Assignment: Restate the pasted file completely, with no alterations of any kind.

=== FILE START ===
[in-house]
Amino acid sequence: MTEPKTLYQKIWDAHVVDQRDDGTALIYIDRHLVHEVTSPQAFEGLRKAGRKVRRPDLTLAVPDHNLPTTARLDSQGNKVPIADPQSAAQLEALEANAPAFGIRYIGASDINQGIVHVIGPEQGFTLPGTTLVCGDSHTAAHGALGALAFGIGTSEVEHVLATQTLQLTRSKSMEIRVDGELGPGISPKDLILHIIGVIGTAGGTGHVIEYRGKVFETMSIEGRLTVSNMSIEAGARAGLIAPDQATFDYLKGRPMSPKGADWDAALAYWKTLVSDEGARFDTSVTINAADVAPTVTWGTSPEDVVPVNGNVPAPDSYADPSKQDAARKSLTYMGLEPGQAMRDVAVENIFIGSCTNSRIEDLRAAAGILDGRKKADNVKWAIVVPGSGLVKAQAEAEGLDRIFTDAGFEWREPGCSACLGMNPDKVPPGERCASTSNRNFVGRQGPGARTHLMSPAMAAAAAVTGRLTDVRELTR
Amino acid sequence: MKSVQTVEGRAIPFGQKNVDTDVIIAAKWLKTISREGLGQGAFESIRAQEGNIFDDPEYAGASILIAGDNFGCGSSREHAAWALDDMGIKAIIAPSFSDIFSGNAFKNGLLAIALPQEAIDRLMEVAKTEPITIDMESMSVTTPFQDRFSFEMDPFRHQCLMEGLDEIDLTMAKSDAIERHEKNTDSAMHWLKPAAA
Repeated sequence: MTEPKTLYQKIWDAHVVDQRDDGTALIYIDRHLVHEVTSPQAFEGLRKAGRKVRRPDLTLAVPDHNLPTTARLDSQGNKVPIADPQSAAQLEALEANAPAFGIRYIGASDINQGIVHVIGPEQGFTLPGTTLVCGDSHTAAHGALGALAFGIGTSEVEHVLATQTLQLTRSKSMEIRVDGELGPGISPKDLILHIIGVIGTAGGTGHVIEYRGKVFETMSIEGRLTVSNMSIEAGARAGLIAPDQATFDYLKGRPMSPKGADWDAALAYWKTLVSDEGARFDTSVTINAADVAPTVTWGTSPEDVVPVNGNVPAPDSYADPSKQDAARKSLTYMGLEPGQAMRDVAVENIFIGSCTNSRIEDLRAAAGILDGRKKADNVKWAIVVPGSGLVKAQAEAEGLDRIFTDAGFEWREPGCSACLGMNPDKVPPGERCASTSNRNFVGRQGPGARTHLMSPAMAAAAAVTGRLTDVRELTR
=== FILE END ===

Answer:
[in-house]
Amino acid sequence: MTEPKTLYQKIWDAHVVDQRDDGTALIYIDRHLVHEVTSPQAFEGLRKAGRKVRRPDLTLAVPDHNLPTTARLDSQGNKVPIADPQSAAQLEALEANAPAFGIRYIGASDINQGIVHVIGPEQGFTLPGTTLVCGDSHTAAHGALGALAFGIGTSEVEHVLATQTLQLTRSKSMEIRVDGELGPGISPKDLILHIIGVIGTAGGTGHVIEYRGKVFETMSIEGRLTVSNMSIEAGARAGLIAPDQATFDYLKGRPMSPKGADWDAALAYWKTLVSDEGARFDTSVTINAADVAPTVTWGTSPEDVVPVNGNVPAPDSYADPSKQDAARKSLTYMGLEPGQAMRDVAVENIFIGSCTNSRIEDLRAAAGILDGRKKADNVKWAIVVPGSGLVKAQAEAEGLDRIFTDAGFEWREPGCSACLGMNPDKVPPGERCASTSNRNFVGRQGPGARTHLMSPAMAAAAAVTGRLTDVRELTR
Amino acid sequence: MKSVQTVEGRAIPFGQKNVDTDVIIAAKWLKTISREGLGQGAFESIRAQEGNIFDDPEYAGASILIAGDNFGCGSSREHAAWALDDMGIKAIIAPSFSDIFSGNAFKNGLLAIALPQEAIDRLMEVAKTEPITIDMESMSVTTPFQDRFSFEMDPFRHQCLMEGLDEIDLTMAKSDAIERHEKNTDSAMHWLKPAAA
Repeated sequence: MTEPKTLYQKIWDAHVVDQRDDGTALIYIDRHLVHEVTSPQAFEGLRKAGRKVRRPDLTLAVPDHNLPTTARLDSQGNKVPIADPQSAAQLEALEANAPAFGIRYIGASDINQGIVHVIGPEQGFTLPGTTLVCGDSHTAAHGALGALAFGIGTSEVEHVLATQTLQLTRSKSMEIRVDGELGPGISPKDLILHIIGVIGTAGGTGHVIEYRGKVFETMSIEGRLTVSNMSIEAGARAGLIAPDQATFDYLKGRPMSPKGADWDAALAYWKTLVSDEGARFDTSVTINAADVAPTVTWGTSPEDVVPVNGNVPAPDSYADPSKQDAARKSLTYMGLEPGQAMRDVAVENIFIGSCTNSRIEDLRAAAGILDGRKKADNVKWAIVVPGSGLVKAQAEAEGLDRIFTDAGFEWREPGCSACLGMNPDKVPPGERCASTSNRNFVGRQGPGARTHLMSPAMAAAAAVTGRLTDVRELTR